John E. Ferneley, Sr. (1782 - 1860)
John Ferneley, Sr. was born in the pretty village of Thrussington and was the youngest son of a wheelwright. Ferneley’s artistic talent was first noticed by the Duke of Rutland, who encouraged and possibly sponsored him to become a pupil, in 1803, of the noted equestrian artist Benjamin Marshall. Ferneley spent the next three years as Marshall’s apprentice and during this period he joined the Royal Academy School, exhibiting his first painting their in 1806.
Between 1806 and 1809 he traveled throughout Ireland and finally returned to England to marry. From 1810 – 1812 he returned to Ireland twice to paint a large number of sporting paintings commissioned by the wealthy Irish landed gentry. Ferneley had six children with his first wife (who died in 1836), three of whom became artists.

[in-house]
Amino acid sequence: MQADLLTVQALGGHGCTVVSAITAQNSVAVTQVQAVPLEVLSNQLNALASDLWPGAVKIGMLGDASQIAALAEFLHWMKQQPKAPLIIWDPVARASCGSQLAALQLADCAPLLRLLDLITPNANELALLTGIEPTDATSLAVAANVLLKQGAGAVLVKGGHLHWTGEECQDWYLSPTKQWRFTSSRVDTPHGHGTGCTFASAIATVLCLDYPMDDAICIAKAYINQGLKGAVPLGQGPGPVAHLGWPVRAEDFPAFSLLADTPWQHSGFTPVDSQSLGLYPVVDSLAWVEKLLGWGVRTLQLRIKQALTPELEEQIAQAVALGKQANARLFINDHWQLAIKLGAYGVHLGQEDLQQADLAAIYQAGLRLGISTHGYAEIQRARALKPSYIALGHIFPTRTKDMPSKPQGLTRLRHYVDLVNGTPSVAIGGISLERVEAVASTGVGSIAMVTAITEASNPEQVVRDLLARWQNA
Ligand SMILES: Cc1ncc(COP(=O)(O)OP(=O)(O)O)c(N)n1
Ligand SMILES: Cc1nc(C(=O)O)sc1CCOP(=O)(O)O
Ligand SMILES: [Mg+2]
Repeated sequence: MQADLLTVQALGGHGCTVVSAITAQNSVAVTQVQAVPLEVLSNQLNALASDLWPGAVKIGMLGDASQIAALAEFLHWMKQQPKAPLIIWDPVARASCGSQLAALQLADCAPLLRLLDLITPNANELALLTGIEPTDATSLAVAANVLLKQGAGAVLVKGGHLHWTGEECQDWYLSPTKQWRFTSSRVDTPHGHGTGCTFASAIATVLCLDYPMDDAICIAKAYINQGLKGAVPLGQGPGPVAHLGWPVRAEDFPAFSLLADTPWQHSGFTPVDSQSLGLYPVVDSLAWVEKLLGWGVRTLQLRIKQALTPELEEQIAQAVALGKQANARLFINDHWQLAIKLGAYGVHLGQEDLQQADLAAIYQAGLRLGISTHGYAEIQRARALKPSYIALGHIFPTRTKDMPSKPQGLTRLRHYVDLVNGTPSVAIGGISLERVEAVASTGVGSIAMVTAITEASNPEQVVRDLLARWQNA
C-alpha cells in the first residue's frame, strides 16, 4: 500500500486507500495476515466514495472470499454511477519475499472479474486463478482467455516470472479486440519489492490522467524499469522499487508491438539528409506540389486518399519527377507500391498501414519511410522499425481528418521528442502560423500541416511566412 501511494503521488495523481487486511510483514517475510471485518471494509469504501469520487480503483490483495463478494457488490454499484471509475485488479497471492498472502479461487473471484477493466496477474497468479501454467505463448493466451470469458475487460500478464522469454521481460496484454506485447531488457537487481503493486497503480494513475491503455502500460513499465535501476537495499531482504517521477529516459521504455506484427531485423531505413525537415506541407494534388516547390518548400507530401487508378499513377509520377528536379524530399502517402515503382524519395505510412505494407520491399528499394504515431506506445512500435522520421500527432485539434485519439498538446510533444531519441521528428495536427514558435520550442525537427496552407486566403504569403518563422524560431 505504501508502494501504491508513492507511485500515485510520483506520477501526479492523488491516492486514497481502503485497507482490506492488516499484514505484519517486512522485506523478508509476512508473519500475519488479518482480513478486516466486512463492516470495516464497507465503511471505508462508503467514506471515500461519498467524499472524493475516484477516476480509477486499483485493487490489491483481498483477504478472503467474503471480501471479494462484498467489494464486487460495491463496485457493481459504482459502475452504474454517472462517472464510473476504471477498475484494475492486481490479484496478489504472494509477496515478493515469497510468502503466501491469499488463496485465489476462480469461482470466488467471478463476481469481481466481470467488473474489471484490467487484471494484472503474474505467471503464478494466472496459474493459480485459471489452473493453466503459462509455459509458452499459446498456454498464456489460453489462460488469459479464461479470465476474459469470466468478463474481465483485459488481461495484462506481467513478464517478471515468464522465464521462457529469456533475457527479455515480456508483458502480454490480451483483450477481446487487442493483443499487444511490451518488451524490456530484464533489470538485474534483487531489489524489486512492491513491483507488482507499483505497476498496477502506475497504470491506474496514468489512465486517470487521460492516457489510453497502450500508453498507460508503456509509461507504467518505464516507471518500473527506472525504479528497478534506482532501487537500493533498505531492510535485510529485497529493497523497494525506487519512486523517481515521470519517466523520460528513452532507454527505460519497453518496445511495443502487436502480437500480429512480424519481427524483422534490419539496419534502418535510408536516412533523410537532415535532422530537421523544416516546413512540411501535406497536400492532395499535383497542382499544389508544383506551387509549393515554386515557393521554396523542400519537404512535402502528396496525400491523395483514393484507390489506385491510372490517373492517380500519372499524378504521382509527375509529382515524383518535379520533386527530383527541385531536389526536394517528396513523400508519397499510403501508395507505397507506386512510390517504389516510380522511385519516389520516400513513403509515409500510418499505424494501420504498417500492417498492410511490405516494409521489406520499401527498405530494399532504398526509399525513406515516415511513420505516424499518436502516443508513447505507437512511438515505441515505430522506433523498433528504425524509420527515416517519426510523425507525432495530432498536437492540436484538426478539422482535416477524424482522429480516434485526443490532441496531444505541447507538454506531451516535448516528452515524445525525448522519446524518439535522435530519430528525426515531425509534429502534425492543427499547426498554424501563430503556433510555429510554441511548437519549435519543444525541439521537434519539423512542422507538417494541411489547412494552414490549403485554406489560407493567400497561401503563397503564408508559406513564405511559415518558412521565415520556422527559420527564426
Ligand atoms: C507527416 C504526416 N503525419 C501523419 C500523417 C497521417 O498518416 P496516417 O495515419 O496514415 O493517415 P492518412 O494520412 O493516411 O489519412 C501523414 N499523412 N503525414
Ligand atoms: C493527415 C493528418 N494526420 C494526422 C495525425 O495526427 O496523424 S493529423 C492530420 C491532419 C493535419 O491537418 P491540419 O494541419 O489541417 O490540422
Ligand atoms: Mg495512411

By 1817 he was living in the Leicestershire town of Melton Mowbray, which was at the time the center of a blossoming hunting scene. It was here that he met many wealthy patrons and his work was highly praised and sought after not only by the local Dukes and Earls, but Beau Brummel and Count d’Orsay.
Between 1828 and 1834 Ferneley was commissioned to paint many of the St. Leger and Derby winners and many of his works were reproduced as prints and engravings. He frequently exhibited at the Royal Academy, The British Institute and Sussex Street. The 19th century art critic and writer, Walter Shaw Sparrow commented that Ferneley was “… the Gainsborough of English Horse painters.”
Examples of his work can be found in many important private and public sporting collections, including those at The National Museum of Racing, Saratoga; The Tate Gallery, London; Hull Art Gallery; Worthing Art Gallery; and the Leiscester Art Gallery.